Depression is a word that did not fit in my vocabulary. Especially as a word to describe myself or my experience.

I’ve been thinking back, trying to figure out why.

• Maybe it was that no one in my family mentioned it.
• Maybe it was because I’ve always been a high achiever who loves to laugh. (That “happy” person in your life)
• Perhaps it was because I had friends who struggled with extreme life long depression. (In my brain that was the only representation of depression)
• Maybe it was because my family is the definition of the word resilient. There is no room for anything else.
• Maybe because I come from a culture where we don’t look for diagnosis, we just push through whatever it is.
• Maybe it was because I never slowed down to look.
• Maybe I felt lucky, I compared my life to my friends and family and felt guilty that my struggles were different.

Yet – the things that makeup depression have present in my life. For some years now.

Here’s the wild thing: I had no idea! It was all thanks to a friend, who happens to be a licensed counselor. She suggested that I take an assessment to see if those feelings I’ve been experiencing added up to something more. Two weeks ago, I did. The results? Mild depression symptoms.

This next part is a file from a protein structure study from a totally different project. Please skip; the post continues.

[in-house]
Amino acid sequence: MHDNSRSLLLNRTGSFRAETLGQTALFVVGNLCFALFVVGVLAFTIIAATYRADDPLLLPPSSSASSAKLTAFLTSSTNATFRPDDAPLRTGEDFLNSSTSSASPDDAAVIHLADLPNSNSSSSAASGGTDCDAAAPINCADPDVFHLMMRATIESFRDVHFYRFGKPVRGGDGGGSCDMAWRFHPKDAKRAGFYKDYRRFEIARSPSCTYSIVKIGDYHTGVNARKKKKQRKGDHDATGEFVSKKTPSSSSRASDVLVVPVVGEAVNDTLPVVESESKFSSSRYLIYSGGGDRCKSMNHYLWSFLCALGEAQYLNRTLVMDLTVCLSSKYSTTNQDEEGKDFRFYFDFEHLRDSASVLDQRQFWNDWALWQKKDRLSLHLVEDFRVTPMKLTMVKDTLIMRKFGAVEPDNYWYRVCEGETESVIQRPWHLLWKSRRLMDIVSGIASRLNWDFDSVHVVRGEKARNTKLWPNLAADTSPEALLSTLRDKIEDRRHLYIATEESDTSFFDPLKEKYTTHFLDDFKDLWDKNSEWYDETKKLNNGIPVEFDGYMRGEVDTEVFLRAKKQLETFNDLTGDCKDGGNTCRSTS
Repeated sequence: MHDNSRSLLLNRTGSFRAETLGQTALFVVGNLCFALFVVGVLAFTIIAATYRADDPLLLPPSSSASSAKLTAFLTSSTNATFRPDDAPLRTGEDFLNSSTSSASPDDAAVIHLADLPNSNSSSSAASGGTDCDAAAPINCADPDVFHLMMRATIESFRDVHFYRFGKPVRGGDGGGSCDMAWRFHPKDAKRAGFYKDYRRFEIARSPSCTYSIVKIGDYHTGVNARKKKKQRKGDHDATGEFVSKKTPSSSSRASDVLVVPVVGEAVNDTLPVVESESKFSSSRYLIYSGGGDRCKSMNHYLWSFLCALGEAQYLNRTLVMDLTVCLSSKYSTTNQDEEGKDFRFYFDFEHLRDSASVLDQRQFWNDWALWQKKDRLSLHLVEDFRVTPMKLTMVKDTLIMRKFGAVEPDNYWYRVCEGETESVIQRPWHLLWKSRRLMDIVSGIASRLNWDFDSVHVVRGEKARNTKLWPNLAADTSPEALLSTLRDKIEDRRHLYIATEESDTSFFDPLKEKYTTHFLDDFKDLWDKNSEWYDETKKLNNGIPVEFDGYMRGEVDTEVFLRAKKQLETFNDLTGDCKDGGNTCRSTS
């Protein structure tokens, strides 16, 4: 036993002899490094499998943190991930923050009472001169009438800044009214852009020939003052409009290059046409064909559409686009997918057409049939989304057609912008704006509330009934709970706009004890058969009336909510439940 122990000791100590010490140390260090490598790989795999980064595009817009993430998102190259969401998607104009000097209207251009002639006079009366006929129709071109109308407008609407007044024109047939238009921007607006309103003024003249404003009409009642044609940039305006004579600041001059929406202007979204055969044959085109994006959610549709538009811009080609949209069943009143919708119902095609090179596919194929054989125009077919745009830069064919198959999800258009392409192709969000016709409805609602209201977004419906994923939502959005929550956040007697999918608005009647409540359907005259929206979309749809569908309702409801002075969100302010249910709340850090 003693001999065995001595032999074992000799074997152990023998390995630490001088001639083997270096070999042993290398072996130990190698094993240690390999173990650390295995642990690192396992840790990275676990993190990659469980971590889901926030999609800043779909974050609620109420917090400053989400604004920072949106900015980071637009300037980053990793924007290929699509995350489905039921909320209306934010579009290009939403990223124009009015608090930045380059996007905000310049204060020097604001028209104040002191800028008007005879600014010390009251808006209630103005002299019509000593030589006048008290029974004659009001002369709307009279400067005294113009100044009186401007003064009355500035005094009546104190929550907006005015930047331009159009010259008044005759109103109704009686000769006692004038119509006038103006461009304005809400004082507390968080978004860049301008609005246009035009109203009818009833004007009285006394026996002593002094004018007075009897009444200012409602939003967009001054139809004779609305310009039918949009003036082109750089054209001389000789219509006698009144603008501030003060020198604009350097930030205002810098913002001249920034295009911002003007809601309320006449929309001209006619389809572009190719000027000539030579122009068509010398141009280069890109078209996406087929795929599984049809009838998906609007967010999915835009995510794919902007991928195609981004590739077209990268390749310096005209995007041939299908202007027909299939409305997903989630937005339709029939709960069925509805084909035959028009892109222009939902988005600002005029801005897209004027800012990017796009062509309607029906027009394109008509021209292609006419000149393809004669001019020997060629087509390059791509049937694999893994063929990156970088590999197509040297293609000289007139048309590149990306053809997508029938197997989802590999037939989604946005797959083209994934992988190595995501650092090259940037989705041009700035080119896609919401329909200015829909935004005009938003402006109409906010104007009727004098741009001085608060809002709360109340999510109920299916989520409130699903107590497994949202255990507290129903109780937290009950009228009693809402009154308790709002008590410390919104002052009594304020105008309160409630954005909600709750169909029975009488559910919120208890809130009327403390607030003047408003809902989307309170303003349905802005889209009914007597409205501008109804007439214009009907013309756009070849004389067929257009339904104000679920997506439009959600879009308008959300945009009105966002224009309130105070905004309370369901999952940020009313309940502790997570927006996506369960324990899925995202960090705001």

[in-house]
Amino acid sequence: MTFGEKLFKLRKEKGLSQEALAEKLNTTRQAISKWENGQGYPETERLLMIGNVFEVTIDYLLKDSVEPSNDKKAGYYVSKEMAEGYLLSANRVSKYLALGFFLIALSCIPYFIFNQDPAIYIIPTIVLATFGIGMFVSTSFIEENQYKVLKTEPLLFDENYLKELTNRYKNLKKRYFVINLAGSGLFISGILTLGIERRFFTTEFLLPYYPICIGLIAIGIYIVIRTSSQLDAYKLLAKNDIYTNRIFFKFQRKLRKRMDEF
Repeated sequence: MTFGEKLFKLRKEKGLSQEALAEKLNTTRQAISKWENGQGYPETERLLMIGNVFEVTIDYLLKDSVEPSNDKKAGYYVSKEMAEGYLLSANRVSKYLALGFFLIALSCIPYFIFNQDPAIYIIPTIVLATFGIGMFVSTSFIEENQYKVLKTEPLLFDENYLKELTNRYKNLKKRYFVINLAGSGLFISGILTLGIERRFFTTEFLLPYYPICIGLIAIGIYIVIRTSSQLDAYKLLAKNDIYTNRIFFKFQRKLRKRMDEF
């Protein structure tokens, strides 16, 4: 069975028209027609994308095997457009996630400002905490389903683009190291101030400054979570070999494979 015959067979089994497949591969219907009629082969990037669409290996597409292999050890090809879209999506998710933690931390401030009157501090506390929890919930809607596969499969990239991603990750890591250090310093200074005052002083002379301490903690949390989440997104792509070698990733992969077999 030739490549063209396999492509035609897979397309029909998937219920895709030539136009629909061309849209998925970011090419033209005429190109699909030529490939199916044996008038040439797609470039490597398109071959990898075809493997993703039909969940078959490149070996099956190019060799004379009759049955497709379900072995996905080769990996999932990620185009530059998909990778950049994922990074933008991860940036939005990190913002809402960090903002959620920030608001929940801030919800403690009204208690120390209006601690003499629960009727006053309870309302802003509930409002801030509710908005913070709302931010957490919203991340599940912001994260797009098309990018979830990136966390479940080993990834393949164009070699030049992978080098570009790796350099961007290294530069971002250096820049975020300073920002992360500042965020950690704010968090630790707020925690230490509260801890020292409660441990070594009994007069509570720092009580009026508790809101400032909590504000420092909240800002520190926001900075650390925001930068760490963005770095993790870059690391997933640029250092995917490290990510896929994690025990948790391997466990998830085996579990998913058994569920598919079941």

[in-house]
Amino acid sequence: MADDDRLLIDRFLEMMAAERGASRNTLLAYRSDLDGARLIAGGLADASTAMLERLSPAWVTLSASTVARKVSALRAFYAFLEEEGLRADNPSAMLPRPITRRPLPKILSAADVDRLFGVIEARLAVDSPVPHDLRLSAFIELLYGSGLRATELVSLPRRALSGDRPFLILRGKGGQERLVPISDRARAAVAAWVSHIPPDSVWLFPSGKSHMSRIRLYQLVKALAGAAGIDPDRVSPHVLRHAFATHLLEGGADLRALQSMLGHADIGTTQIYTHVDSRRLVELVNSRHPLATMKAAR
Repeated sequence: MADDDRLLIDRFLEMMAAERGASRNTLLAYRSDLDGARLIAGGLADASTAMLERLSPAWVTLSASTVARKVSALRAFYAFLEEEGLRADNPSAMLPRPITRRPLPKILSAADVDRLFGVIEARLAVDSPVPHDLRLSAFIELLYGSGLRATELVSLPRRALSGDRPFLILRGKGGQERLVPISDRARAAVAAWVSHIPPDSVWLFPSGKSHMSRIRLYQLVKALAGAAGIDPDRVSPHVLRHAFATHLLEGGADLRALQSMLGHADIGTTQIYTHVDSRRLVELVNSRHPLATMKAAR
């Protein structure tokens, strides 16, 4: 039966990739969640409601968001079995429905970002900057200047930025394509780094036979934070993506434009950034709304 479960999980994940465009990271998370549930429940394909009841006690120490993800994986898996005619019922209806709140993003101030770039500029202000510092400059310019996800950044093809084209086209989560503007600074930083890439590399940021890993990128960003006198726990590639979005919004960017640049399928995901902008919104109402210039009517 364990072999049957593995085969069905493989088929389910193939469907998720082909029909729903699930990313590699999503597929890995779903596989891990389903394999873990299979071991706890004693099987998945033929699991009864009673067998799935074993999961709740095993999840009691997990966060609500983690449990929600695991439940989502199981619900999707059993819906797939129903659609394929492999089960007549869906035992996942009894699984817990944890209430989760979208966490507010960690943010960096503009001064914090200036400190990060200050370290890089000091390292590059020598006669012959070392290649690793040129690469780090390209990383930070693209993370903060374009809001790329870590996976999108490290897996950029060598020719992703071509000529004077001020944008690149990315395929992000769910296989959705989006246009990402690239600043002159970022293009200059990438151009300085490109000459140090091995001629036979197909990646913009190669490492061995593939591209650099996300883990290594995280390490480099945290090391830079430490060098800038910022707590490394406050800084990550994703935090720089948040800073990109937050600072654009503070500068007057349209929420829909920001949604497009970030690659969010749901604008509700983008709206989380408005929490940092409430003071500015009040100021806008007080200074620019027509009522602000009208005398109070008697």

Ahhhhh! This explains a lot.

Like why sometimes it’s so hard to make myself do simple things. Or why I can’t bring myself to go hang out with people. Or why I kept turning work down. Or why I’ve stopped doing things I enjoy.

I know from the outside, I look like this superwoman. Standing on stages, mentoring, and coaching other people.  And while all of that is true.  I am also the same woman that sometimes struggles. Taking the depression + anxiety assessment helped me understand myself better, and I can take care of myself more compassionately now.

I’m not writing this ask for help or to tell you to worry about me. Awareness is what I needed to change a few things, and I’m on a journey to learn to take better care of myself.

I’m writing because I want to tell you that the word depression is a part of my vocabulary now.

Starting a business/creative project is HARD. It requires you to show up as your authentic self. It requires you to push yourself, to promote yourself to challenge yourself.

Yet, somehow – in many entrepreneurship/start-up circles. Some topics are off limits. Politics. Mental Health. Vulnerability. How can we expect people to show up as themselves when we limit what parts of themselves they can bring to a space?

We believe in building spaces that foster entrepreneurship AND invite people to bring their full radical selves. 

Whatever you’re going through, you are not alone. Entrepreneurship and creative work can be lonely.

Take care friends,